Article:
on record keeping, please see the section that follows in this memo titled "The Importance of Documentation.")
**Note: When developing sample policies and procedures for responding to sexual assault in facility settings, see Appendix B "Suggested
Sexual Abuse Response Protocol" developed by the Sexual Assault/Domestic Violence Industry Training Advisory Group, Department of Health
and Family Services, August 2003.
When you do learn of sexual assault/abuse, do not be hesitant to report it. It is your right as a resident, facility employee, county
social worker, family member, friend or interested other to report and to have appropriate agencies, including law enforcement, respond. Delays
in reporting greatly hinder investigations and prosecution of abusers.
Once a case of domestic violence in later life (that does not involve sexual assault) is identified, the initial response
should be identical to elder sexual assault, steps one through five listed above. However, in executing step number four, the entity may decide
to report or not report the situation to an individual(s) who works outside of their immediate organization. An entity should report
to appropriate outside agencies whenever any of the following occurs:
1. Whenever the individual (the alleged victim) requests a report be made;
2. Whenever the elder adult-at-risk is incapable of seeking help;
3. Whenever the elder adult-at-risk is under guardianship or has an executed durable power of attorney for health care. (Note: If the alleged
abuser is neither the guardian and/or agent, a report should be made to that legal representative so that s/he may carry out his/her responsibilities
in defending the rights of the alleged victim. However, if the alleged abuser is believed to be the guardian and/or health care agent,
at minimal, a report should be made to your county’s adult protective services agency.);
4. Whenever the elder adult-at-risk is in imminent life-threatening danger; and/or
5. Whenever there are other adults-at-risk that are at risk of serious bodily harm, death, sexual assault, or significant property loss inflicted
by the suspected perpetrator.
The rationale for an entity to potentially not report an incident of domestic violence in later life to an external agency is based on the need
for victim safety (trusting the victim to know what is best for him/her) and the principles of self-determination and empowerment. When an incident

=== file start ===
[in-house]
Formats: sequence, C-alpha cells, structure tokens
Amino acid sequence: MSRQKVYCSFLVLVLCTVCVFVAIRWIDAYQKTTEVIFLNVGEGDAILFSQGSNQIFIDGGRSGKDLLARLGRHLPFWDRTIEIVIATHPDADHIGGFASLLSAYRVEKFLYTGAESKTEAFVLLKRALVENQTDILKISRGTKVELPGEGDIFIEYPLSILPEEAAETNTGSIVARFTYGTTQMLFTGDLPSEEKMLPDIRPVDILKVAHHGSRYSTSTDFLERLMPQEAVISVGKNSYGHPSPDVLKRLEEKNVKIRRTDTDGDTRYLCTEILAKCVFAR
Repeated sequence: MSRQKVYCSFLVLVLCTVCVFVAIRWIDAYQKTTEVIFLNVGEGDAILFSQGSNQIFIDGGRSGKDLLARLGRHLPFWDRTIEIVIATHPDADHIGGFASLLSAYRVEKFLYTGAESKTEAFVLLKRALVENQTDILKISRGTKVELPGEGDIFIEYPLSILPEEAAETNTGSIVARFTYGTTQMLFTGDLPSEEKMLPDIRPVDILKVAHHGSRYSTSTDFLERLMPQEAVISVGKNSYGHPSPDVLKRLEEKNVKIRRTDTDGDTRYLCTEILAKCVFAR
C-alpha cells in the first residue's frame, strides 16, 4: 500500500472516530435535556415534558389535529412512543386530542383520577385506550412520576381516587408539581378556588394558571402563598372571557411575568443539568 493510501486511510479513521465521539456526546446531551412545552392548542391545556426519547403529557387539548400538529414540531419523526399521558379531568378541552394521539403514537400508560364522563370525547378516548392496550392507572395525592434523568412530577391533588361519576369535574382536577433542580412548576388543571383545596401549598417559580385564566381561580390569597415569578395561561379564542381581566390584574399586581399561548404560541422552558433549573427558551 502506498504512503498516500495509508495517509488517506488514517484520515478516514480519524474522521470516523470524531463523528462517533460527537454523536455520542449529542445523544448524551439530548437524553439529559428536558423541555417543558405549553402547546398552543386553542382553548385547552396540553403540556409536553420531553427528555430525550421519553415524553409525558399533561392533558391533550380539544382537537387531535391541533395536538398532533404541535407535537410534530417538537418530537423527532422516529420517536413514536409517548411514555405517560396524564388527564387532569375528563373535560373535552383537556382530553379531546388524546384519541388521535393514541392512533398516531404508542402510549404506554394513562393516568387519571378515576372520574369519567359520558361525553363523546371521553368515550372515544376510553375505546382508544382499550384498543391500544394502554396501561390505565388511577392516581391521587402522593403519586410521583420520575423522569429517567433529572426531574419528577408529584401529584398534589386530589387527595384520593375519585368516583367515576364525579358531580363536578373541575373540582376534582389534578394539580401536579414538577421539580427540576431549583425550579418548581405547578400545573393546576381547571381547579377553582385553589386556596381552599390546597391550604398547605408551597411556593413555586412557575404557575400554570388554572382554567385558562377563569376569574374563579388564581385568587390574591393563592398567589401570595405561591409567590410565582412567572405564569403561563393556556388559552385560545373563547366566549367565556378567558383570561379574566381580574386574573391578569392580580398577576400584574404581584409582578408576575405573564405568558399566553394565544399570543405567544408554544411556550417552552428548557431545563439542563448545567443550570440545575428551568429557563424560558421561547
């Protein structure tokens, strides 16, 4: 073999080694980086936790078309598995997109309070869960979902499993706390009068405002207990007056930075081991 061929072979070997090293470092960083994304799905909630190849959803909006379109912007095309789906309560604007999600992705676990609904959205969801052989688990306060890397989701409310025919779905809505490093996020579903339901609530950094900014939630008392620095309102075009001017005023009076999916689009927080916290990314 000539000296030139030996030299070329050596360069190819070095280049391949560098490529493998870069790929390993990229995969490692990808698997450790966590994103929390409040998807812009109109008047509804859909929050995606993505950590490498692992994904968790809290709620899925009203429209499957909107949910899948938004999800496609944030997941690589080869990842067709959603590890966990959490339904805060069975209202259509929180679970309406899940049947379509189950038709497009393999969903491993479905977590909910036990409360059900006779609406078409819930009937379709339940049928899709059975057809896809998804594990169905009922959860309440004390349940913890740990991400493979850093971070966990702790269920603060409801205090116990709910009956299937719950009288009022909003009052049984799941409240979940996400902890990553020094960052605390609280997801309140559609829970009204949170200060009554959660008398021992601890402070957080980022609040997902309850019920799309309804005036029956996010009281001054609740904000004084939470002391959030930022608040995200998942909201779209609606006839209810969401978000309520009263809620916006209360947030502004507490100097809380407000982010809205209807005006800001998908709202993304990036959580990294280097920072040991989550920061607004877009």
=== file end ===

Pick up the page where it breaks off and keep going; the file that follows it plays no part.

of domestic violence in later life involves a competent victim and the event does not constitute a crime (e.g., potential emotional
abuse as demonstrated by yelling and shouting), then the facility may defer to the wishes of how the victim would want to proceed. In these circumstances
(victim is competent and incident does not constitute a crime), it does not matter if the incident was witnessed by staff or was a result of victim
disclosure. Recognize that factors such as loyalty, love or loneliness often keep the victim from severing the relationship with the abuser. The
victim’s goal is often to have the relationship continue – just not the abuse.
In these circumstances an empowerment model of offering information, options and assistance is much more likely to be successful and not put the
victim at greater risk. Find out what the victim wants to have happen and support those decisions as best you can. Victims of abuse can benefit
simply from being heard, believed and supported. Identify ways that the victim can increase safety when the abuser visits. For example, inquire
if the resident would want to meet in a public place (e.g., dayroom) rather than his/her own room – the additional eyes and ears may help to keep
the abuser in check. Likewise, you may ask the victim if they would prefer not to go on a day or weekend pass with the abuser but rather stay
at the facility and if the answer is yes, then provide the excuse for the victim to do so.
What to Say and Do if You Must File a Report of Elder Sexual Assault and/or Domestic Violence with an External Agency
Informing the resident can be done respectfully. Discuss with the resident that you must report and why. Say for example: "I have heard your concerns
about contacting law enforcement (adult protective services, ombudsman program, etc.). However, I am compelled under state statutes (federal laws,
professional code of ethics, facility protocol, etc.) to report cases such as yours. I am very concerned about your health and safety. I would
like to take the time now to talk with you (and, if appropriate, with your family, guardian, friend, etc.) about safety planning and follow-up
services (e.g., medical appointments, counseling, execution of legal documents, etc.)."
The Importance of Documentation
Collecting thorough information improves the likelihood that the first response and/or investigation yield satisfactory resolution(s). No inquiry
is complete without thorough documentation of every step along the way. Since documentation can serve as a legal document and an official record,